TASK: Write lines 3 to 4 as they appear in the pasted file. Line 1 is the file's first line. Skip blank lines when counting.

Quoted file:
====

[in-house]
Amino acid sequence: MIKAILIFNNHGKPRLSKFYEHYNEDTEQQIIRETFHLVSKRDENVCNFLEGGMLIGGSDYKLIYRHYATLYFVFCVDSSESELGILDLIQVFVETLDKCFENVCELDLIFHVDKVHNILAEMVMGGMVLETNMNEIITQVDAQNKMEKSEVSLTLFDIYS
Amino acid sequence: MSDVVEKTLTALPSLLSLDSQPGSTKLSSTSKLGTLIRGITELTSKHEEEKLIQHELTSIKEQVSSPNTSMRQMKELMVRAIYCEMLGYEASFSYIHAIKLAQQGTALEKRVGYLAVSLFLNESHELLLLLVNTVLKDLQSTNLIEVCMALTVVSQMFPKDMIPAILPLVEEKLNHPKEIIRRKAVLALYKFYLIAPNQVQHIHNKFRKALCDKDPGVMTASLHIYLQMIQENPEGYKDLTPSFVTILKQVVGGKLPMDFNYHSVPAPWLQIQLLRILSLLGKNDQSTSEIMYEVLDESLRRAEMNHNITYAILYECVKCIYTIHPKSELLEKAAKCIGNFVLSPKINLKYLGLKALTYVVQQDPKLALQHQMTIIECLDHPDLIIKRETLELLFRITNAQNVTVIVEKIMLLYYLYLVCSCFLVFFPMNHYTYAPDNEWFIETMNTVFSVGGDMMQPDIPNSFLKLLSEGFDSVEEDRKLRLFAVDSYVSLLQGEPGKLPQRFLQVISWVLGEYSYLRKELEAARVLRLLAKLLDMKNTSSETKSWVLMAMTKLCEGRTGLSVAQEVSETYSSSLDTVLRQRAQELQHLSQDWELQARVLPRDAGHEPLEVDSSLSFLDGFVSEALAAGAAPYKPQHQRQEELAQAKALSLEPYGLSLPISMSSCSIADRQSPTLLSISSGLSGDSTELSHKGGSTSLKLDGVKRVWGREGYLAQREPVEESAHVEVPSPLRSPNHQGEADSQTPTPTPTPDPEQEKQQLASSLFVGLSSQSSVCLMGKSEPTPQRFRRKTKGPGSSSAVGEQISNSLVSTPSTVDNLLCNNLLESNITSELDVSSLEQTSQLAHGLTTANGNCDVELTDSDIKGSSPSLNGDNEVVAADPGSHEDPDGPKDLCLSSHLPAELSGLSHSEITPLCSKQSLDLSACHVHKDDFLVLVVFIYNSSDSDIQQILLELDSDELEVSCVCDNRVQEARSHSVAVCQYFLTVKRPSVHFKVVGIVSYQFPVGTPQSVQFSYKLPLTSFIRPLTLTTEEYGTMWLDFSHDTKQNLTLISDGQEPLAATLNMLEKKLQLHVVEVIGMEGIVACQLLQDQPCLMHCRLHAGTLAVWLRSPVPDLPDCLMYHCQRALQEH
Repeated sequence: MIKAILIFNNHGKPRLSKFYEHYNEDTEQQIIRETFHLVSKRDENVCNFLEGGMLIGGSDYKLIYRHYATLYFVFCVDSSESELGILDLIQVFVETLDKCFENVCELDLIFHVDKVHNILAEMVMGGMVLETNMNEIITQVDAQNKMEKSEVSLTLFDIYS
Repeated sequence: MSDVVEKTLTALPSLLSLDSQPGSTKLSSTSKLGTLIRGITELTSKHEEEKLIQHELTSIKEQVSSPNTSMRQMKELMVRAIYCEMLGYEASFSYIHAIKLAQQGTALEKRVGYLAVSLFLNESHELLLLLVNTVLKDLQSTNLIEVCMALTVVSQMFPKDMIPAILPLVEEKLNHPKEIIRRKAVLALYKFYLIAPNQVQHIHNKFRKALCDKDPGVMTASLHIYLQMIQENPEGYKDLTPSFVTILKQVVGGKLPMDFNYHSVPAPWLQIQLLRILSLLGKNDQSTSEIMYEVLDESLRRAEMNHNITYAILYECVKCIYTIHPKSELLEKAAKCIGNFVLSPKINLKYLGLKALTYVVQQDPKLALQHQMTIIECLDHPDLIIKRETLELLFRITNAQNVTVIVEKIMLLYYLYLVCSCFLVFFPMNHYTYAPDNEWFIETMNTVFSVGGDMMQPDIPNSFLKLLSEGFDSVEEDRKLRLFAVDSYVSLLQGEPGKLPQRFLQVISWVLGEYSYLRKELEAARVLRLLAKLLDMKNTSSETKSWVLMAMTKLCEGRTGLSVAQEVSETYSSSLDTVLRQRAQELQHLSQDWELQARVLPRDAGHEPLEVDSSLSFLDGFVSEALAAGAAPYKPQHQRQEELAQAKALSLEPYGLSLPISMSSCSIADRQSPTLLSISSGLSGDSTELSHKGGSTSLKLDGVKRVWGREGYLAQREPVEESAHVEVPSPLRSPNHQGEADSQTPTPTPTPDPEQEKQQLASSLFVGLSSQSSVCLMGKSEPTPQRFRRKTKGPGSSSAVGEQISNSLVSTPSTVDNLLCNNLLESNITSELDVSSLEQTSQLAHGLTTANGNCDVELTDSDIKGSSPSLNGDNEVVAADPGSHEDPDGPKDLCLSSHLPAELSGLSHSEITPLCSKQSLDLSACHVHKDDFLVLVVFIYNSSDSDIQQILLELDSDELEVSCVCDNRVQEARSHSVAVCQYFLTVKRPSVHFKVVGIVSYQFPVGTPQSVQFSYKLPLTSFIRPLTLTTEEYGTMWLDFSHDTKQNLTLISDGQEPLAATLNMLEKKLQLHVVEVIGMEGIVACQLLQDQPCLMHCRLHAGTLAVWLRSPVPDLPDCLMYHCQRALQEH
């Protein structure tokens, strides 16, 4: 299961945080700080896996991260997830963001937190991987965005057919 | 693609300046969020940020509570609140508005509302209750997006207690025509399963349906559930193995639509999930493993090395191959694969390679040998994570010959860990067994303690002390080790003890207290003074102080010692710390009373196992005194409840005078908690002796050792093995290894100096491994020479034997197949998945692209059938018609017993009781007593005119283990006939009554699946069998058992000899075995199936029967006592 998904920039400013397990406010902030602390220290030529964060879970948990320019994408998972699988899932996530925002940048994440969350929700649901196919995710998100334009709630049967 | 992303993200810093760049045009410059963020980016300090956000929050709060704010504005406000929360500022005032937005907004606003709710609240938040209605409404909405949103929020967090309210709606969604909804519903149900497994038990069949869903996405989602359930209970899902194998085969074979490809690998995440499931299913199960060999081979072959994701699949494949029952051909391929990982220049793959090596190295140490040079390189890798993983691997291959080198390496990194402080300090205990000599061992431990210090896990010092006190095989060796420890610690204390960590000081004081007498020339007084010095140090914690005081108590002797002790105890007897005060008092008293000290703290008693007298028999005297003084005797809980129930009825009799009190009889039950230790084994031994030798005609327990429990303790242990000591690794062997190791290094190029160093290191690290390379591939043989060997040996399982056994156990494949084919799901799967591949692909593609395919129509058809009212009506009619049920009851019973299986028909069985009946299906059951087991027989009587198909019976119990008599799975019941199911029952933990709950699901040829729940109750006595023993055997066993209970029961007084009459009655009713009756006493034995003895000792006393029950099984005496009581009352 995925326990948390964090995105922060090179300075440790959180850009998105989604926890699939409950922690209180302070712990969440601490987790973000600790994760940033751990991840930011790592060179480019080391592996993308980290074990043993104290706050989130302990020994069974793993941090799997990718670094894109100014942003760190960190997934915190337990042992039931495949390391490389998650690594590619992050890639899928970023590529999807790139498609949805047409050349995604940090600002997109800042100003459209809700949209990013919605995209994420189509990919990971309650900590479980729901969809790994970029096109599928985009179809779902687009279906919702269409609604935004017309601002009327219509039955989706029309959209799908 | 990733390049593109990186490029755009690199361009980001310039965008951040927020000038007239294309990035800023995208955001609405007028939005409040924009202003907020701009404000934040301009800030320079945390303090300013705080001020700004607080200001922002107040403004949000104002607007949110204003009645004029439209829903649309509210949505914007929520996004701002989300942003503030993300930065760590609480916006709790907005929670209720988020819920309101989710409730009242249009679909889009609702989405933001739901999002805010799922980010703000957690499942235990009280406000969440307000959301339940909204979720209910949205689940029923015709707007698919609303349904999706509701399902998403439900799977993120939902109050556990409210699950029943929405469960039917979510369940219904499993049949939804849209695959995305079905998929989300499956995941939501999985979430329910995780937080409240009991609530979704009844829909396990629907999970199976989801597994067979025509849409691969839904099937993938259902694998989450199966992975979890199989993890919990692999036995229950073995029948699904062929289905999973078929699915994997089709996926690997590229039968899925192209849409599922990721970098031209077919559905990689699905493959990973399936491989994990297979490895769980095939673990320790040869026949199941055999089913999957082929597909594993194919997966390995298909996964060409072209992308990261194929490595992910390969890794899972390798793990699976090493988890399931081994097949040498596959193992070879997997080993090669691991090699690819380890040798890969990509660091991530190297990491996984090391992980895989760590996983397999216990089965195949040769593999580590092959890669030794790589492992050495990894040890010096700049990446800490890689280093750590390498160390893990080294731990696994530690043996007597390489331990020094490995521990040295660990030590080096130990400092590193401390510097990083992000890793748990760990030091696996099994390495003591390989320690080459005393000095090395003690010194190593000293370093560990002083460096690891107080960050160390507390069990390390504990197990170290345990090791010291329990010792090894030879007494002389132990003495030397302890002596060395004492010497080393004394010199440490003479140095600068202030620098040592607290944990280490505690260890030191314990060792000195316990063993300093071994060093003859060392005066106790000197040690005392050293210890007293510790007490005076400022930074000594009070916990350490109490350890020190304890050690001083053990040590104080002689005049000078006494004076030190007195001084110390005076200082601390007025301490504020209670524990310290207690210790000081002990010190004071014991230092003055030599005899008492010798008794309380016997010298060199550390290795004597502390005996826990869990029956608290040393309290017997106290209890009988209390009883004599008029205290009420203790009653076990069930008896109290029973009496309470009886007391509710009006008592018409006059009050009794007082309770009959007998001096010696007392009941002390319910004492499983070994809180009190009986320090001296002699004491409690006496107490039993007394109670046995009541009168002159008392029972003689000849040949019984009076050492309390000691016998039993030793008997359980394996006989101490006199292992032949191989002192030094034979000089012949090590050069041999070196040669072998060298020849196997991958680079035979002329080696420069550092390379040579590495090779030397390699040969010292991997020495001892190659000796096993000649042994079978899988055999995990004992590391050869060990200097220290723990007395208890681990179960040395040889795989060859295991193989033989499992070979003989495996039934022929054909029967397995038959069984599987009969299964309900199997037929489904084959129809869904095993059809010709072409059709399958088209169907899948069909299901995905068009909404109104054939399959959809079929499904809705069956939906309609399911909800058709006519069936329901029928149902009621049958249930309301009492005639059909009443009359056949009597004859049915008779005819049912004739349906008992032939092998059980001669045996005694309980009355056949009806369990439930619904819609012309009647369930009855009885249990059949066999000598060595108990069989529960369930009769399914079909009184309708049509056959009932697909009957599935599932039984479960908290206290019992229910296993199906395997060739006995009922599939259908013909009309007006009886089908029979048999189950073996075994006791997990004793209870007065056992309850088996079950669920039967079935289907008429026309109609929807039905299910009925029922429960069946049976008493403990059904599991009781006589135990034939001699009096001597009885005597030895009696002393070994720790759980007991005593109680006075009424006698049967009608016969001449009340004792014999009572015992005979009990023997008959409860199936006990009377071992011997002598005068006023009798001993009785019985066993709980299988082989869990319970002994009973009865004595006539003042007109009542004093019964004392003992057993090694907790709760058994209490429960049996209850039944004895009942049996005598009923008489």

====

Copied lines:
Amino acid sequence: MSDVVEKTLTALPSLLSLDSQPGSTKLSSTSKLGTLIRGITELTSKHEEEKLIQHELTSIKEQVSSPNTSMRQMKELMVRAIYCEMLGYEASFSYIHAIKLAQQGTALEKRVGYLAVSLFLNESHELLLLLVNTVLKDLQSTNLIEVCMALTVVSQMFPKDMIPAILPLVEEKLNHPKEIIRRKAVLALYKFYLIAPNQVQHIHNKFRKALCDKDPGVMTASLHIYLQMIQENPEGYKDLTPSFVTILKQVVGGKLPMDFNYHSVPAPWLQIQLLRILSLLGKNDQSTSEIMYEVLDESLRRAEMNHNITYAILYECVKCIYTIHPKSELLEKAAKCIGNFVLSPKINLKYLGLKALTYVVQQDPKLALQHQMTIIECLDHPDLIIKRETLELLFRITNAQNVTVIVEKIMLLYYLYLVCSCFLVFFPMNHYTYAPDNEWFIETMNTVFSVGGDMMQPDIPNSFLKLLSEGFDSVEEDRKLRLFAVDSYVSLLQGEPGKLPQRFLQVISWVLGEYSYLRKELEAARVLRLLAKLLDMKNTSSETKSWVLMAMTKLCEGRTGLSVAQEVSETYSSSLDTVLRQRAQELQHLSQDWELQARVLPRDAGHEPLEVDSSLSFLDGFVSEALAAGAAPYKPQHQRQEELAQAKALSLEPYGLSLPISMSSCSIADRQSPTLLSISSGLSGDSTELSHKGGSTSLKLDGVKRVWGREGYLAQREPVEESAHVEVPSPLRSPNHQGEADSQTPTPTPTPDPEQEKQQLASSLFVGLSSQSSVCLMGKSEPTPQRFRRKTKGPGSSSAVGEQISNSLVSTPSTVDNLLCNNLLESNITSELDVSSLEQTSQLAHGLTTANGNCDVELTDSDIKGSSPSLNGDNEVVAADPGSHEDPDGPKDLCLSSHLPAELSGLSHSEITPLCSKQSLDLSACHVHKDDFLVLVVFIYNSSDSDIQQILLELDSDELEVSCVCDNRVQEARSHSVAVCQYFLTVKRPSVHFKVVGIVSYQFPVGTPQSVQFSYKLPLTSFIRPLTLTTEEYGTMWLDFSHDTKQNLTLISDGQEPLAATLNMLEKKLQLHVVEVIGMEGIVACQLLQDQPCLMHCRLHAGTLAVWLRSPVPDLPDCLMYHCQRALQEH
Repeated sequence: MIKAILIFNNHGKPRLSKFYEHYNEDTEQQIIRETFHLVSKRDENVCNFLEGGMLIGGSDYKLIYRHYATLYFVFCVDSSESELGILDLIQVFVETLDKCFENVCELDLIFHVDKVHNILAEMVMGGMVLETNMNEIITQVDAQNKMEKSEVSLTLFDIYS